We recently carried out a fun little project for Lisa, who owned an old garden chimenea which was going to be thrown away. In just two days and around 8 hours of work, we were able to completely transform her garden chimenea, which now looks as good as new! Find out how we completed this project in the guide below.
Tools & Materials Used:
To complete this excellent project, you will need the following:
- Dust sheets
- Screwdrivers & small adjustable spanner
- Sanding paper and sanding blocks (or a dual-action sander if you have one)
- Rust remedy/repair
- Rubber gloves
- 3 cans of heat resistant black paint
How To Revamp A Garden Chimnea:
We start by sanding any loose surface material and rust, if you have a mouse/dual action sander, this will be a lot easier. As a lot of it was surface rust, it came away fairly easily. Where the rust was worst affected, we ended up taking it right back to metal, and we used smaller cuts of sandpaper to get in the smaller recesses. You must attempt to sand as flat and flush as you can as the heat resistant paint is quite thin and needs to be applied in layers. Any imperfections may show through the paint finish. We then used a fan and some cloth to remove the rust debris. Degreaser was also applied with a cloth in case there were any chemicals on the surface we couldn’t see.
Next job was to add the rust remedy, (with rubber gloves on and some cloth) we applied the rust treatment. We used a product that, once cured, is ok to paint straight over. There are a number of rust treatments you can purchase online which can chemically treat the rust. This will prevent the treated rust from rusting again. Sand as flat as you possibly can as there is no primer to add to this and as mentioned above, the heat resistant paint is quite thin.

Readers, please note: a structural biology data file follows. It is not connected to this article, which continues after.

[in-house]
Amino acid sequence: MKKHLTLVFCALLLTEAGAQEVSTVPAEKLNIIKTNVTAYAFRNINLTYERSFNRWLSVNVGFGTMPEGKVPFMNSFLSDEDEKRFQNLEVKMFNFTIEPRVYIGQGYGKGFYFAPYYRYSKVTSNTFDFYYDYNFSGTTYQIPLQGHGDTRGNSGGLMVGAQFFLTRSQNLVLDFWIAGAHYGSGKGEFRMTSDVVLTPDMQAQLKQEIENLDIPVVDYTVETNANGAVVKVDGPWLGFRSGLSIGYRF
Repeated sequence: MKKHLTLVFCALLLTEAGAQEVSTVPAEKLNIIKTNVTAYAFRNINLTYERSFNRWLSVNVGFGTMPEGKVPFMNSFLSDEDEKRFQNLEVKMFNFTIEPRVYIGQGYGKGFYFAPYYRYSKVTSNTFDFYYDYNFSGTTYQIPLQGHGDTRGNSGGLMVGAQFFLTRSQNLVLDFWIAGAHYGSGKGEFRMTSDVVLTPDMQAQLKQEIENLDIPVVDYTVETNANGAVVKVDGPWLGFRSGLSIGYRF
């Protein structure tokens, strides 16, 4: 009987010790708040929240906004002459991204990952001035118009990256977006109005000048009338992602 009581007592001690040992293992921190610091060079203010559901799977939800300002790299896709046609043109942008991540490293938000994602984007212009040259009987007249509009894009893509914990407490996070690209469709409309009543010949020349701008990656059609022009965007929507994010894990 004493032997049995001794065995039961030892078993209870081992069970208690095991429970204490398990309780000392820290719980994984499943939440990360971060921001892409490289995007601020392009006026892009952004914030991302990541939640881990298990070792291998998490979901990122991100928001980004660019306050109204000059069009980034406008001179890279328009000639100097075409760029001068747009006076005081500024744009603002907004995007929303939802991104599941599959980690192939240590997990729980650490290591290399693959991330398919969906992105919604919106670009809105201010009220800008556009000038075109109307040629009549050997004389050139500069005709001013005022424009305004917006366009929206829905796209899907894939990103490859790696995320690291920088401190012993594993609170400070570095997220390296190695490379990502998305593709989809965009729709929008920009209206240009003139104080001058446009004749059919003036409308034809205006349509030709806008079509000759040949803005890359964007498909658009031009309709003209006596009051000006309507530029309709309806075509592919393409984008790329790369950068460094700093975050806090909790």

Once the sanding was completed, we applied the black heat resistant paint. This paint doesn’t require you to prime it before painting. Apply the paint in thin coats. Ordinarily, the paint should be touch dry within 15-20 mins and suitable to paint over within half an hour.
To further maintain the final project, wash it regularly with warm water and a little washing-up liquid. Dirt and dust on the surface of iron can trap moisture against the paintwork, causing it to deteriorate and rust. To keep your iron furniture in good condition, always keep it clean. Considering this rusty old chimenea was heading to the scrapyard, with a little elbow grease and some paint and de-rusting agents, the end product looks better than new and will last another ten years if kept clean.